Employment and Labour Law in Bulgaria
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As a working foreigner in Bulgaria, you need to know your rights and obligations under the Labour Code.
Before actually beginning work, the employer shall provide the employee with a copy of the employment contract as concluded, signed by both parties, and a copy of the notification, certified by the territorial directorate of the National Revenue Agency. The employer has no right to allow the employee to work before submitting these documents. Once you get them, you have one week to start working.
The employment contract contains data for both parties and determines:
1. the place of work;
2. the name of the position and the nature of the work;
3. the date of its conclusion and the beginning of its fulfilment;
4. the duration of the employment contract;
5. the size of the basic and extended paid annual leave and of the additional paid annual leaves;
6. an equal term of notice for both parties on termination of the employment contract;
7. the basic and the extra remuneration of permanent nature, as well as the periodicity of their payment;
8. duration of the working day or week.
Most of the times a trial period is included in the contract, it is up to six months and it can be negotiated in favour of either party. Prior to the expiration of the trial period, the party in whose favour it has been agreed upon may terminate the contract without notice. In practice, most times the trial period is in the employer's favour.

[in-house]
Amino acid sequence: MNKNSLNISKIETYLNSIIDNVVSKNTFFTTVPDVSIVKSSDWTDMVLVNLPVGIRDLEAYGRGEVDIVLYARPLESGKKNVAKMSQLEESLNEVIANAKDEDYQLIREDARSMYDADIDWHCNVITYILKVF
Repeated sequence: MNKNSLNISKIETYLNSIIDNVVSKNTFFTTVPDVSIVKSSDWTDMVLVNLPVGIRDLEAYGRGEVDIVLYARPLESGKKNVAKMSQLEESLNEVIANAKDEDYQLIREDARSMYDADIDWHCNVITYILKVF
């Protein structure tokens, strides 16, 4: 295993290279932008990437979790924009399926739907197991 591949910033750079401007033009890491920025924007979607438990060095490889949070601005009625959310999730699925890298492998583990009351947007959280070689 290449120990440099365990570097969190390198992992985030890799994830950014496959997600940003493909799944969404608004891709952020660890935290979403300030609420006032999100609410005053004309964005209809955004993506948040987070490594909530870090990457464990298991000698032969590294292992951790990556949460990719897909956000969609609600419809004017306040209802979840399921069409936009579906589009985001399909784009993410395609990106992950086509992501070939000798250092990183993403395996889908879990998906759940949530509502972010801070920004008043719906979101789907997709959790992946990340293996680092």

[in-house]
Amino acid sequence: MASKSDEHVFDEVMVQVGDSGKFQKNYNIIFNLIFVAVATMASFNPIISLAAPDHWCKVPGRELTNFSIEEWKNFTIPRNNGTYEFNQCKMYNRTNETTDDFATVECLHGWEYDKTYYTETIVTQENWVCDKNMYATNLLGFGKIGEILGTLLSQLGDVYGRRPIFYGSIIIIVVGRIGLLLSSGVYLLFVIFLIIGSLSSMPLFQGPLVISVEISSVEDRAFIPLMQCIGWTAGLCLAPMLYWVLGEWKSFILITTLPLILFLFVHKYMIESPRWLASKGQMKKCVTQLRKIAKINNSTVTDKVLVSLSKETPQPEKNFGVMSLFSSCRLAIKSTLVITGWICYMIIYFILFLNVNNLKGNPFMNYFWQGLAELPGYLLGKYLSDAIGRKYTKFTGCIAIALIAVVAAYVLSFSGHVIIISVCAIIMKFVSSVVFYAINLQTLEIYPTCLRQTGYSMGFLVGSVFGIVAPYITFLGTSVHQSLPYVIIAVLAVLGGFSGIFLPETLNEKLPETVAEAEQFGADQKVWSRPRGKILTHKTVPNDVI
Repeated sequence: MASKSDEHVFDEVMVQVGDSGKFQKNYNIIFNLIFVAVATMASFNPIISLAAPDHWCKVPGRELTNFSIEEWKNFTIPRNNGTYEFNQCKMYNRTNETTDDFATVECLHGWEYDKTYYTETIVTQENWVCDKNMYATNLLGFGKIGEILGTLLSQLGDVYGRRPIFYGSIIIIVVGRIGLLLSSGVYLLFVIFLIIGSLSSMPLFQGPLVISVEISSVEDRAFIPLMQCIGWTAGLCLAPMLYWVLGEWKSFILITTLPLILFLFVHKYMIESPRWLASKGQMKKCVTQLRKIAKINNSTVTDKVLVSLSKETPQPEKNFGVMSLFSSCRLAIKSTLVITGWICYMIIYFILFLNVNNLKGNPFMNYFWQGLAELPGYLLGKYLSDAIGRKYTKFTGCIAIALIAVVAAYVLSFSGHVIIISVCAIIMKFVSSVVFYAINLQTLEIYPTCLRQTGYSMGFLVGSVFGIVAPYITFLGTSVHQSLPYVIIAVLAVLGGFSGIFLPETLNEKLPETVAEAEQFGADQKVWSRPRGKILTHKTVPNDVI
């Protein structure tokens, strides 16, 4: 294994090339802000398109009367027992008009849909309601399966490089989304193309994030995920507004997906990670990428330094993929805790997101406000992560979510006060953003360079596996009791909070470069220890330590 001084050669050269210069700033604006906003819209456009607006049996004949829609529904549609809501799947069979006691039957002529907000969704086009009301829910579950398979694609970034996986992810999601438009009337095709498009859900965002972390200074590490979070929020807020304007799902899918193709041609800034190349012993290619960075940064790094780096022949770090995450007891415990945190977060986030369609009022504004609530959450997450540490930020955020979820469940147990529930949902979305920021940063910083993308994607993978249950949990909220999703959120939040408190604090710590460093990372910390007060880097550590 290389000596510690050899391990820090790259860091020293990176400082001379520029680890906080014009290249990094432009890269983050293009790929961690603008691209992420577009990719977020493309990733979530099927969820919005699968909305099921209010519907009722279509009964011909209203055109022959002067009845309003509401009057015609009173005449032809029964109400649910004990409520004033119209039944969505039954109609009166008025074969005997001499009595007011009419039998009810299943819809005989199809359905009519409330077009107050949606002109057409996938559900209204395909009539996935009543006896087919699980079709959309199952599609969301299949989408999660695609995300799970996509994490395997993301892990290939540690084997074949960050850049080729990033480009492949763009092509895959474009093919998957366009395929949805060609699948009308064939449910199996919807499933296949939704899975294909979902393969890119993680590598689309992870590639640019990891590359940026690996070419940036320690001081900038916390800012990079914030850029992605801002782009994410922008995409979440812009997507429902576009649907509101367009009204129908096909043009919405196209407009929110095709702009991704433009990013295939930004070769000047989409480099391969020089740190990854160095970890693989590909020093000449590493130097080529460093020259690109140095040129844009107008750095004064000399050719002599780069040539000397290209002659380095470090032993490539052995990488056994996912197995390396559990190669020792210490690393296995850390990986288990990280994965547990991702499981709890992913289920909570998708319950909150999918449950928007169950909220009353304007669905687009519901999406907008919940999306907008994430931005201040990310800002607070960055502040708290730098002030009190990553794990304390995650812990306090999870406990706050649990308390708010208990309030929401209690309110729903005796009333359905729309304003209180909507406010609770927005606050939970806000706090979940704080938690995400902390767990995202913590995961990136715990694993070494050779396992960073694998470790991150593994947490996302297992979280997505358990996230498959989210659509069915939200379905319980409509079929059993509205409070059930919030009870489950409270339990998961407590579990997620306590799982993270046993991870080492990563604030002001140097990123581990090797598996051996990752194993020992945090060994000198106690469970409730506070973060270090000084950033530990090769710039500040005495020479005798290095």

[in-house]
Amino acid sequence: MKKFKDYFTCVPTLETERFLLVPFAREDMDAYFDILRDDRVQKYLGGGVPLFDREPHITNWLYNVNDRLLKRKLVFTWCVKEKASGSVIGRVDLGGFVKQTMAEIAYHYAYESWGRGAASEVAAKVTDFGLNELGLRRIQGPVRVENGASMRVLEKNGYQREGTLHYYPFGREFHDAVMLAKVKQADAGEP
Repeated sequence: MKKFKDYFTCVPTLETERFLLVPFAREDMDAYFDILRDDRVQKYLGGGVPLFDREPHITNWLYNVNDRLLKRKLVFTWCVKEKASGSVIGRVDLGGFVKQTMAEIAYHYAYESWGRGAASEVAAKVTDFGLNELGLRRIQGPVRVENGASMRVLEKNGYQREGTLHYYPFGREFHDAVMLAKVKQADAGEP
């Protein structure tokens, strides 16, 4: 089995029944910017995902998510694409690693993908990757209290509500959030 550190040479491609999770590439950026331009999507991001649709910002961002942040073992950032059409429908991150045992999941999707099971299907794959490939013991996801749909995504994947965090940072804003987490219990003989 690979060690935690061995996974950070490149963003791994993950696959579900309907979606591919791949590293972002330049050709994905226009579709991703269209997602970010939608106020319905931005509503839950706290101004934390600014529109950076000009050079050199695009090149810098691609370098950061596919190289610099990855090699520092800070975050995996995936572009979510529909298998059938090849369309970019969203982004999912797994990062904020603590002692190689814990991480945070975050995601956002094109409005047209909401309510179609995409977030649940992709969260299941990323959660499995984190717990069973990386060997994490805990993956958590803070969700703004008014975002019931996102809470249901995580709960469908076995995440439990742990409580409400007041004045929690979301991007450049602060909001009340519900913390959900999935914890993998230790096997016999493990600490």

Main obligations under the employment relationship:
- For the employee - to perform the work he has agreed to do and to observe the established labour discipline;
- For the employer - to provide conditions to the employee so that he can perform his work and pay him remuneration for the work done.
Full-time employment in Bulgaria means 40-hour workweek and a minimum of 20 days paid annual leave. Night work and working overtime are remunerated according to Articles 261 and 262 of the Labour Code respectively.
For industrial reasons and company matters, Article 136a allows an employer to implement extended working time during some working days and compensate by reducing it in others.
Termination of the employment contract is regulated in chapter 16 of the Labour Code. Depending on circumstances it can be proposed by either party with or without notice. The notice period is 30 days unless a longer period has been agreed, but it cannot be longer than 3 months.
Labour disputes between worker/employee and employer are regulated in chapter 18 of the Labour Code. Legal proceedings are free of charge for employees, they don't pay for legal fees and proceedings, including for applications for a repeal of effective rulings on labour cases. Unless agreed otherwise, a Bulgarian court has jurisdiction over legal disputes between foreign nationals and employers, with domicile in Bulgaria, when the work has been performed in this country. The same applies when a worker/employee is sent on a business trip to Bulgaria under Art. 121a, Para. 1, item 2 and Para. 2, item 2.
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